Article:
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With researching, I will admit that I have fallen into all of the misconceptions mentioned in the initial topic post at some point over the course of my educational career. One challenge to add to the misconception of “a published research article is the final word on a subject” is trying to consider previous research done on a given topic. The importance of considering the need to scan and include research from not just the last five years, but beyond that is crucial in keeping all information relevant, even if GCU’s standards are aimed at the last five years (Stimpson & Walker, 2020) This leans into the creation and purpose of a literature review section in works, but finding a balance between the two is certainly a challenge, in my opinion. Currently, I have grown past the misconceptions mentioned above, as I try to stay open-minded in my research and consider all the information available. Aside from the previous challenge, I still struggle at times with becoming an expert on a certain research topic. Until I have taken in enough research and information, it can be difficult to feel like an expert, rather I often feel more like a researcher. On the topic of understanding the meaning behind the research, it comes down to understanding how the information is presented, as well as the writing style of the author. Writing styles can boost the readability of an article, and make certain elements such as relevancy stand out more. As we touched on last week, peer-reviewed sources are often considered in a higher standard than other articles based on the rigorous review process that it takes to achieve such a title. In addition, these articles are often more recent with their research and information, which maintains the relevance of the information and continues to promote accurate and current information. The use of peer-reviewed articles ties back to knowing if a researched work is objective, accurate, authoritative, current, and relevant as oftentimes these articles can contain all five.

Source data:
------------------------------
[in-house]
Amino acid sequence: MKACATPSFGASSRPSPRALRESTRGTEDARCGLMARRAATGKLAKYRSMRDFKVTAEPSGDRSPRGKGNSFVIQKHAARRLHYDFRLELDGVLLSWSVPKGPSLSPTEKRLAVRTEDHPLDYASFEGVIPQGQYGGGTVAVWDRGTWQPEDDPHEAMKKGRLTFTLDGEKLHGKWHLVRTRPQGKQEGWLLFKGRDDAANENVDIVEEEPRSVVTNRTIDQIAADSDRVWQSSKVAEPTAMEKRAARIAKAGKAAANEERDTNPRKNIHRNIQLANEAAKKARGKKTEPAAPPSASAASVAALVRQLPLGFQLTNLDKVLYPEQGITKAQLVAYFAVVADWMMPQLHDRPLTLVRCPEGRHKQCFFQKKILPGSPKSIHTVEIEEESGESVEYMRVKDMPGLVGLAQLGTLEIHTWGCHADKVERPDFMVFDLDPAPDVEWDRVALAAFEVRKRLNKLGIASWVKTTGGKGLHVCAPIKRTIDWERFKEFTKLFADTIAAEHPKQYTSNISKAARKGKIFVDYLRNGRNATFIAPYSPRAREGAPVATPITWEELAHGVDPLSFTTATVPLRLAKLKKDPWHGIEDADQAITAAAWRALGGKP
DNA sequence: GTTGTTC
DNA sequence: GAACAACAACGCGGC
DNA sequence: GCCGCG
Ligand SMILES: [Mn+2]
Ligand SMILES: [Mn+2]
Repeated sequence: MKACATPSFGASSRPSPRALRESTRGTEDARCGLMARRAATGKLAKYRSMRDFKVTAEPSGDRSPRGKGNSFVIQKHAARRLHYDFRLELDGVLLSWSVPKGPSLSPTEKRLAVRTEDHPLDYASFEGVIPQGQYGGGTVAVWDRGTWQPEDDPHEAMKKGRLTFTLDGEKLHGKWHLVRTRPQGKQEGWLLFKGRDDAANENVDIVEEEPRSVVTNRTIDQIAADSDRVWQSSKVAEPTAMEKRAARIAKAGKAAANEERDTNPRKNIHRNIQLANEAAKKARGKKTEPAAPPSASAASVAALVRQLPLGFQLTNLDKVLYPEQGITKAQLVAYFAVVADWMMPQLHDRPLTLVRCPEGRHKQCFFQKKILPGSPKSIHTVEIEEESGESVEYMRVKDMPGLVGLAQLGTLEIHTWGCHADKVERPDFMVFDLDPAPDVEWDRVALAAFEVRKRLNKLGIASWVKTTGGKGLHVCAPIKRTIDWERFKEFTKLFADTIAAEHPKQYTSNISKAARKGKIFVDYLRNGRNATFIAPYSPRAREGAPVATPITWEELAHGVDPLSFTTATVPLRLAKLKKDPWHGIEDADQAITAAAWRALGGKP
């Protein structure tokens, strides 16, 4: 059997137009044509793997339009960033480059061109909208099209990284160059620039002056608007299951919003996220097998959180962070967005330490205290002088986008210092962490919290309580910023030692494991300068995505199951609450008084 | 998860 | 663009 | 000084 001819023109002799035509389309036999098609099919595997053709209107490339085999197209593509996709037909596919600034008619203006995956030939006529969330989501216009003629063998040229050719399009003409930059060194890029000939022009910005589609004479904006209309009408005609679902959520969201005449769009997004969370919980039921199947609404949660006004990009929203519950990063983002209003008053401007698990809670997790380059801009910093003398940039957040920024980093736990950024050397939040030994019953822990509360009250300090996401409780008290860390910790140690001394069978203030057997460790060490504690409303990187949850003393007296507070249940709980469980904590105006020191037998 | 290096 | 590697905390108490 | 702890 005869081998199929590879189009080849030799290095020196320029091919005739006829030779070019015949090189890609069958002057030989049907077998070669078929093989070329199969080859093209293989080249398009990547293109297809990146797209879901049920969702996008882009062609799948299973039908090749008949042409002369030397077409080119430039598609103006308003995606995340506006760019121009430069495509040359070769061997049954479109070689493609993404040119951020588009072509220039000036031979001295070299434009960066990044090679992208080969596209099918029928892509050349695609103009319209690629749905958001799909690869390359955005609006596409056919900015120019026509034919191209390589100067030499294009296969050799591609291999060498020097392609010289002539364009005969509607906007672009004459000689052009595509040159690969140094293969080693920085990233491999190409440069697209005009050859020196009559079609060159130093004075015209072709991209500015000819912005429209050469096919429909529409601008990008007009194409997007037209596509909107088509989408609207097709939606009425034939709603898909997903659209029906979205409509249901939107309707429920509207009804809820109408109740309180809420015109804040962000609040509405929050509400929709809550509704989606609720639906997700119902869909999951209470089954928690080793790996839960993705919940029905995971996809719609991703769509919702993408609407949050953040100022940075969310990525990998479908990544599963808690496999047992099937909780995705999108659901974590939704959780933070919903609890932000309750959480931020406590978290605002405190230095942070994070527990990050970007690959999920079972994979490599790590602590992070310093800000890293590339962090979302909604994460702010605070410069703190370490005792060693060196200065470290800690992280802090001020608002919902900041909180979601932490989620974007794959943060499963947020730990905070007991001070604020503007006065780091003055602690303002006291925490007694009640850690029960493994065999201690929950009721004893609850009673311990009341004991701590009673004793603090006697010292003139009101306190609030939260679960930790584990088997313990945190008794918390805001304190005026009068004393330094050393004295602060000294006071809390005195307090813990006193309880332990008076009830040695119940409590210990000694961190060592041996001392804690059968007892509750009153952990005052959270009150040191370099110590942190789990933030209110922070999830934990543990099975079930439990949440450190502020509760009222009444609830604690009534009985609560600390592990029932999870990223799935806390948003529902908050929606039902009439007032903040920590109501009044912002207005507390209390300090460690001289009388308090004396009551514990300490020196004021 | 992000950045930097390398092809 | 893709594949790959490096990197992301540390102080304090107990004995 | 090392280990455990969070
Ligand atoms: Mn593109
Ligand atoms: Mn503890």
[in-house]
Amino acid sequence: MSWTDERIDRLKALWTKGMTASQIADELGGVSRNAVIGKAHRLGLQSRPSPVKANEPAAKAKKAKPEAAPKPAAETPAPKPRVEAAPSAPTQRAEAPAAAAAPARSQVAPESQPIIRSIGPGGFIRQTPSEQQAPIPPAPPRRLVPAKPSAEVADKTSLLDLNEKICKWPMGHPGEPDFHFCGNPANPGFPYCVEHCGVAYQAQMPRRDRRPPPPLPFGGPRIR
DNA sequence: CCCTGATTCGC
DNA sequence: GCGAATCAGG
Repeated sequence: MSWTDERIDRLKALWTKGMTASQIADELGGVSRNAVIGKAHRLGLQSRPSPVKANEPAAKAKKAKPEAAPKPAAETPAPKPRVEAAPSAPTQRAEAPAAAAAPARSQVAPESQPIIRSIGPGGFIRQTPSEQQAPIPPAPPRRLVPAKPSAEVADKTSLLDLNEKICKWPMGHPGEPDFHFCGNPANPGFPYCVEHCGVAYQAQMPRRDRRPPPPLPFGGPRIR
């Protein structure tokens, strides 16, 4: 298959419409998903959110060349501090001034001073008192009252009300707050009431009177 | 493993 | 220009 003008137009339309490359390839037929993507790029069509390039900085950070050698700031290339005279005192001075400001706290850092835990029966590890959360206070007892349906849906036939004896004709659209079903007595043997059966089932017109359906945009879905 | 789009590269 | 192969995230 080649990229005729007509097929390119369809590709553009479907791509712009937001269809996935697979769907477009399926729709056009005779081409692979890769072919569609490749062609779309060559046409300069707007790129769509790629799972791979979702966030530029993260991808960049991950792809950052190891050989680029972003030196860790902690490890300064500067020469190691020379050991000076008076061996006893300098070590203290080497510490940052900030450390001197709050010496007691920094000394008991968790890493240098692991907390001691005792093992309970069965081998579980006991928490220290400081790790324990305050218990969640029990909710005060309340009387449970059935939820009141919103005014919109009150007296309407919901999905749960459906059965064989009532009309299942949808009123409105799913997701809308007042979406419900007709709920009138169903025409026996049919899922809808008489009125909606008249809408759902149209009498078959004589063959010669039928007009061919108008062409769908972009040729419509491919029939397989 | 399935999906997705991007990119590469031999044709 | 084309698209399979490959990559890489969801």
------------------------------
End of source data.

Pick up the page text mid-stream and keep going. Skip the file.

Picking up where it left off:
Stimson, R., & Walker, N. (2020). GCU doctoral research: The literature landscape. In Grand Canyon University (Ed.), GCU doctoral research: The literature landscape. Grand Canyon University.